There are many media outlets and online publications playing on parents’ fears and publishing misinformation regarding video games. They claim they cause violence, make your children lazy, etc. etc. all of which is unsubstantiated and lacking in any credible scientific studies backing them. We have to leave this fear-mongering rhetoric behind and look at the actual facts about the benefits of children playing video games: this article is an attempt at presenting the other side of the story and showing you why it is actually a good idea to let children play video games in moderation:
Most games aren’t gruesome World War 2 games that only display red and grey, but rather depict colorful worlds with interesting objects and lore. The stories are varied and the narrative is complex, and most games try to incorporate unique gaming mechanics into their game. Due to the immersion and the fact that your child can control the characters, they will find themselves captivated by the world, and the games will spark their creativity and make them see things from different and unique points of views. This will be a skill that will help your child throughout their life.
Games like League of Legends, for example, have deep and interesting lore that would span a few novels were it to be written down. Mixing and matching characters from hundreds of mythologies around the world and creating a coherent world and story out of it isn’t an easy task. However, this game might be a little too much for some kids, and we always recommend parents to try out the games before letting their kids play. If you’re not much of a gamer, you can buy LoL leveled accounts to start out strong and try out the game’s features and story without any difficulties.
Problem-Solving Skills and Self-reliance
Games aren’t like other kinds of media and entertainment where you passively take in the information and aren’t required to engage at all. In games, you are required to pay attention and actively participate if you want to get anywhere. This quality of games has made it a primary source of teaching and honing problem-solving skills in kids:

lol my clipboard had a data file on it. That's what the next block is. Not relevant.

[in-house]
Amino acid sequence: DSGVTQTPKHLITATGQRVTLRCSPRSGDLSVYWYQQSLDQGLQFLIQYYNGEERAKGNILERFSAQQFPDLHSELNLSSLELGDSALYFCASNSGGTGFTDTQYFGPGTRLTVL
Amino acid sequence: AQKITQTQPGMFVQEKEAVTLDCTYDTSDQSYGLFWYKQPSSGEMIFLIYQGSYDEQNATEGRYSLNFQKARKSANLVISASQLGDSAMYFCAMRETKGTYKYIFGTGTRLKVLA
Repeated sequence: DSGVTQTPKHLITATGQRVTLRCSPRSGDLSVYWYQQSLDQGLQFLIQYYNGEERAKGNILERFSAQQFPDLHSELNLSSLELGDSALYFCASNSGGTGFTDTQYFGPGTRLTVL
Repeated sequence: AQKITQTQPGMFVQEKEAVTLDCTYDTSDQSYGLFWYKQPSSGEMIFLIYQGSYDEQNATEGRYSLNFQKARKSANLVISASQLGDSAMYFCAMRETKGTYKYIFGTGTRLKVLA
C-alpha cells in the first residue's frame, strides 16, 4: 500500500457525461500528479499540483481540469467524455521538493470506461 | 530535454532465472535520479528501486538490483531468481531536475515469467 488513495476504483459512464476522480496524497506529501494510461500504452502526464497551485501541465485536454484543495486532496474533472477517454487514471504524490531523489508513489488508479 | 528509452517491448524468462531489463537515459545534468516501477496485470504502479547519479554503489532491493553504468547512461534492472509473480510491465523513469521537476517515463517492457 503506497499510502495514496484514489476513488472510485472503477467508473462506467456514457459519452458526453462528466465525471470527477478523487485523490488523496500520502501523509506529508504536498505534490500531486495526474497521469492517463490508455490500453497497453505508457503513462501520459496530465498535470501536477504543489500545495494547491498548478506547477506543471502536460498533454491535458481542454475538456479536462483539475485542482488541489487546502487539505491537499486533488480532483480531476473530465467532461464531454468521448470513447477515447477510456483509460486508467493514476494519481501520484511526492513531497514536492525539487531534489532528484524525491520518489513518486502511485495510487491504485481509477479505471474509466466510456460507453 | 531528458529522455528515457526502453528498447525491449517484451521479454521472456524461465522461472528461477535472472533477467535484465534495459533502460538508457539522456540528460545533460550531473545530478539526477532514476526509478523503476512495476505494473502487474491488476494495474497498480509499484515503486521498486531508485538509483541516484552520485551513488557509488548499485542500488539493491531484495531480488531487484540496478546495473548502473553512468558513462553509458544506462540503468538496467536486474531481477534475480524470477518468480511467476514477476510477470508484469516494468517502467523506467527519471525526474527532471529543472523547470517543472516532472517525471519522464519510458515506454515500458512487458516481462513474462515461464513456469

- There are various dedicated video games with famous and beloved characters that teach your kid basic math, spelling, etc. all through fun tasks. While these games are rare to get by, getting your hand on one and making your child fall in love with it means they’ll be practicing their math and English skills in their free time. This is a dream come true for any parent.
- Most games that aren’t just randomly shooting and hacking at things involve puzzles and require a certain level of problem-solving. As the games incentivize you to continue playing, the children will learn to rely on themselves and try to solve the puzzles.
In fact, and you might be surprised to learn this, due to how successful games are in immersing kids and incentivizing them to solve puzzles, there is a new field called gamification that aims to turn the education system in a similar direction.
Video games usually tell their stories through textual, visual, and auditory mediums – all three working together are a powerful tool used to make language learning easier. Due to story and playstyle progression, you’re heavily incentivized to pay attention and keep up with all the different story elements. This means your kid will be invested and try their best to understand and hone their language skills. In the past, the general consensus was allowing kids to watch multilingual kids programs to learn a foreign language, but the consensus seems to be gradually changing, and gaming is becoming a more popular medium. Just looking at internet articles, you’ll find a dozen or so game recommendations for any one language that has a vocabulary set suitable for learning. Even the most popular language learning apps like Duolingo are trying to replicate key gaming mechanics due to how effective they are.
Teaching Empathy and Compassion
Not only video games don’t cause aggressive behavior, but could they, in fact, can cause your children to be more empathic and compassionate depending on the games he might play. People, essentially, learn to empathize with people when they learn their backstory, their motivations, and their hardships. That’s why novels are so great in teaching our kids to be more compassionate, and they are widely highly-regarded as one of the best ways you can bring up your kids. Games, however, give novels a run for their money – not only can they be highly text-based like novels, but they also have the visual and auditory elements to go with it, and the fact that you’re actively controlling the main characters and are responsible for their actions brings with it an extra moral dimension. These all come together to have a profound impact on your kids and teach them how others feel and act.